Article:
Potter Payper

Selected by: Rahel Aklilu

Name: Potter Payper

Where He’s From: Essex

When He Started: 2005

Genre: Pain-rap

File Next To: Mover, Nines, Joe Black, Squeeks

Sounds Like: Old-school East Coast hip-hop with a cockney accent.

UK rap’s favourite bespectacled wordsmith is back on the scene after some time away. Born Jamel Bousbaa to an Algerian father and Irish mother, Potter Payper has returned with a statement project that solidifies his status as a seasoned pro in a scene that has shifted dramatically in his absence.

During the 2010s, when the ‘road rap’ scene was booming, Potter was never inactive for long and his explosive BL@CKBOX freestyle in 2013 marked him as a rapper to watch before dropping a string of projects including the elemental Training Day, which would form the basis of a trilogy that has developed and defined the artist that we see today. Although he was “making music in 2005, 2006, back in youth club days”, it was the aforementioned BL@CKBOX freestyle that would propel him into the spotlight and place him next to vets such as J Spades, Benny Banks and Joe Black in “best lyricist” conversations.

Unfortunately, having spent life in and out of jail over the last fourteen years, Potter explains in TD3 opener “Sorry” that “when you’re rapping what you’re living, it’s what happens,” but he also paints a broader picture of life as an inmate, exploring the realities of “all of your friends vanishing” and dehumanisation on the song “A6586AM” (his prison number). Ironically, he hasn’t let his stints away prevent him from releasing music; his 2018 project, Regina v Jamel Bousbaa—featuring Skrapz, Blade Brown, Ms Banks and S36—was released mid-sentence. Originally sentenced to five years in prison on a drugs charge, Potter recounts how Stormzy’s infamous Glastonbury shoutout of UK rap talent spurred him on to keep his head down and pen strong with a year and a half of his sentence left.

Hardened and smartened by life since his chesty Training Day 2 offering in 2016 (hosted by DJ Kenny Allstar), the final instalment in the trilogy reflects Potter’s own growth—both in tone and subject matter. Fresh from prison and with anybody from the industry no more than a DM away, Potter makes a statement in only one feature on the entire project being Mover, who delivers his verse via voice recording whilst serving a life sentence. Having also been the only feature on Training Day 2 fan favourite “Muni”, the significance of the two’s friendship cannot be understated. By a stroke of luck, they crossed paths again during their respective sentences and became cellmates for a short time, their camaraderie reflecting in their musical chemistry.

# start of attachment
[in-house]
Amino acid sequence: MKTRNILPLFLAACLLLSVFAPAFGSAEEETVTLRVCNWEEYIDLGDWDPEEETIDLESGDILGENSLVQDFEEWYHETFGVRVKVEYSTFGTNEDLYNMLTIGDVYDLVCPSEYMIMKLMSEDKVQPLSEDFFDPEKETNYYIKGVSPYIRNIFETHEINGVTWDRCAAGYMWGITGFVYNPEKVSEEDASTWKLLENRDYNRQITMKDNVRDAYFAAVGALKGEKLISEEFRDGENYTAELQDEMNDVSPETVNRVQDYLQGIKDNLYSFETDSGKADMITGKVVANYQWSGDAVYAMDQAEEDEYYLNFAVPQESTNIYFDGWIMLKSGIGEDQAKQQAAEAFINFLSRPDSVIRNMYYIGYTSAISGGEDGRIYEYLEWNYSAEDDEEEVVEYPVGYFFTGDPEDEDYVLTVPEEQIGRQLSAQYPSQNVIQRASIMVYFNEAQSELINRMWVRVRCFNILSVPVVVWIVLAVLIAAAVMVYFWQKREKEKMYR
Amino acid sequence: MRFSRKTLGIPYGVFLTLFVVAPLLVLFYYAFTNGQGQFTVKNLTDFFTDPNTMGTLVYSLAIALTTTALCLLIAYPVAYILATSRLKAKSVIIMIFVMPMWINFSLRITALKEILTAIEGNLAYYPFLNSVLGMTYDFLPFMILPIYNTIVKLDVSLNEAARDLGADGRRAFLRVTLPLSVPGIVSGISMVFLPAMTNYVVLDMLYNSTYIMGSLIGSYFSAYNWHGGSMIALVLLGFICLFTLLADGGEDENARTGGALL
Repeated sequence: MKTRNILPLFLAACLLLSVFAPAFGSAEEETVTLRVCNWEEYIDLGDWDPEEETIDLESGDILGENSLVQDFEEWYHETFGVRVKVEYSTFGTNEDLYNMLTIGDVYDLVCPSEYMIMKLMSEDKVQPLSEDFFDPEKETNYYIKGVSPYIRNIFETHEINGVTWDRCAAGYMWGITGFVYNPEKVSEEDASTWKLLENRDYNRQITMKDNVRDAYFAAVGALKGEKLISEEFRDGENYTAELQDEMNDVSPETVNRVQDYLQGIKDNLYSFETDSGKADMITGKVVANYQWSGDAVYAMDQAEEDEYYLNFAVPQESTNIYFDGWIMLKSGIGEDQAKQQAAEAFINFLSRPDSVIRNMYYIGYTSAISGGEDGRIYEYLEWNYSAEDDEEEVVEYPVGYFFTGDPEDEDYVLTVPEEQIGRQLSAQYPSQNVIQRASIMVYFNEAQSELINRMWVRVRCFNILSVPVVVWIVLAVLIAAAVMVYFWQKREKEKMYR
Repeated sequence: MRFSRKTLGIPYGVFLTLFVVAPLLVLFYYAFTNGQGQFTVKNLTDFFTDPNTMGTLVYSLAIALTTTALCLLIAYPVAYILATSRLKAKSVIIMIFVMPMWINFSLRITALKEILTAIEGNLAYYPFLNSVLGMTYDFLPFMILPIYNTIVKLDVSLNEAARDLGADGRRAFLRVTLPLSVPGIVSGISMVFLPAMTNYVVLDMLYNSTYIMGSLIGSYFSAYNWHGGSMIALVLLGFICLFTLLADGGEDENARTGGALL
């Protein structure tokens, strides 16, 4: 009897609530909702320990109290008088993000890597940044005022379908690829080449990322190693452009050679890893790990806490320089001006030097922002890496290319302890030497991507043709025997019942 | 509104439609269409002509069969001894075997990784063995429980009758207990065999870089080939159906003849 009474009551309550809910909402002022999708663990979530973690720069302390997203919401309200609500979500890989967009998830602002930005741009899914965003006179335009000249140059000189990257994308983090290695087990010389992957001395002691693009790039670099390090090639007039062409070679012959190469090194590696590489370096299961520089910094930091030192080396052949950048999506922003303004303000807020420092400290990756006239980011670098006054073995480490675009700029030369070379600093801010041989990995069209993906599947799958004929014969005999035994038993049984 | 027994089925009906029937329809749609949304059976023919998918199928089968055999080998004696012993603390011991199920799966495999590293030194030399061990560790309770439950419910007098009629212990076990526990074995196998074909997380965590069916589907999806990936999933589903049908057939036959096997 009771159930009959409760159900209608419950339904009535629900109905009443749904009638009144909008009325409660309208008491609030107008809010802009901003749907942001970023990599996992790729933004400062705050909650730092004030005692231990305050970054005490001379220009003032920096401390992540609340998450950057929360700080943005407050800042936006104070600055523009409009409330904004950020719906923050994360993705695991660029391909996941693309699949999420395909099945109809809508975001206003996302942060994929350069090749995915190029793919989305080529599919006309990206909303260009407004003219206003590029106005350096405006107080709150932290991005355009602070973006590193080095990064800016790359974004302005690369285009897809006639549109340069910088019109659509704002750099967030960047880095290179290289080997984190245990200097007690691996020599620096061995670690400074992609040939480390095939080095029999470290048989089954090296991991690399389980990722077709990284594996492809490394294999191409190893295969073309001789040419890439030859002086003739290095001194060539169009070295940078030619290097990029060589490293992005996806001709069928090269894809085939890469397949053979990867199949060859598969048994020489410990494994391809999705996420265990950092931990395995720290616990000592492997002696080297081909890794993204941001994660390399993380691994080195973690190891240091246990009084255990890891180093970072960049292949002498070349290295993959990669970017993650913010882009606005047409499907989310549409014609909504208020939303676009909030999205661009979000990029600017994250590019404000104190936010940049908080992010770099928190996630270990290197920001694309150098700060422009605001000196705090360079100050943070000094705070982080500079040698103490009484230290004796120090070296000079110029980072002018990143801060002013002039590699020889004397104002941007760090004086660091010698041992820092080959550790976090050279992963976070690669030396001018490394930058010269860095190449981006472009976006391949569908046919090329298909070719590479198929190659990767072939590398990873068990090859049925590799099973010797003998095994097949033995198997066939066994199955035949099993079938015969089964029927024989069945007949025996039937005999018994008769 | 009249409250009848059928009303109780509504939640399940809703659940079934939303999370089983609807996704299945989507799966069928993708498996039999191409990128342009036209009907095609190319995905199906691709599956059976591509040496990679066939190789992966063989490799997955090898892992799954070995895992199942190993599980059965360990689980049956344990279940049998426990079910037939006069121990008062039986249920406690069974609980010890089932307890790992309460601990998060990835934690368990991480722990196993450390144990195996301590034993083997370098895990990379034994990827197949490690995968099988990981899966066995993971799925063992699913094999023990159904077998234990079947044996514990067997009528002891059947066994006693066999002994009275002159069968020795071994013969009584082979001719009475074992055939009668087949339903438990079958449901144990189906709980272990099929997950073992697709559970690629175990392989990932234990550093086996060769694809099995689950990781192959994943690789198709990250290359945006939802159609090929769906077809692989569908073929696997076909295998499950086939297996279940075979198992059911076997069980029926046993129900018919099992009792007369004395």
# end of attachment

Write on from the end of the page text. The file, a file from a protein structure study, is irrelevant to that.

Still gritty but more introspective, with most of it written during his stint in prison, Training Day 3 is hopeful in many ways. Now facing life as a free man and disillusioned with the glorification of crime we see so often, Potter seems optimistic for a future as a legitimate rap artist that his loved ones can be proud of. Any listener of his work, which he describes as “honest music”, will be aware of how important his recently deceased grandmother was in his life, having brought him up. Indeed, Potter’s proudest moment was receiving a call from his grandmother, saying that she could see the billboards he’d put up outside of her house.

Potter’s distinct ability to paint a vivid picture of his life in Essex takes listeners on a relatable journey of grief and harsh realities of child poverty, prison, and broken families. The touching single “When I Was Little” recounts his childhood, from being “sent to Feltham for the summertime” as well as witnessing domestic abuse, all the way to the current success he’s gained from being able to “put pain on a beat and touch souls like this.” This storytelling style of social commentary draws inspiration from the hip-hop Potter listened to growing up, citing New York crews The Lox and Dipset as influences, alongside “lots of dancehall and reggae” from his Irish mum. What really resonated though, was City High’s 1999 song “What Would You Do?” as a child, an evergreen hit that managed to weave a story of abuse and heartbreak over Wyclef Jean’s guitar-led production.

Although he hasn’t gone on tour yet, a recent pop-up tour across Birmingham, Manchester, Liverpool, Leeds and London—following TD3’s release—was met with eager reception, with queues snaking around buildings as fans clamoured to get physical copies signed and a pic with the man of the hour. The London pop-up, organised by Sanctuary Ldn, allowed visitors to write a ‘Letter to Mover’ in reference to Potter’s 2018 ode to his friend, as well as buy Mover’s latest tape, Exit Wounds 3. “The pop-up shop tour was completely spontaneous,” he says, “with no tour manager but the help of a few good people in each city picking venues on the day.” With his upcoming UK tour having sold out pre-sale allocations in a matter of hours, plus a 2020 MOBO nomination for Best Hip-Hop, there is no doubt that the world is ready to see Potter Payper’s game face for his imminent album, the next big goal of his bright career.

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Posted on December 02, 2020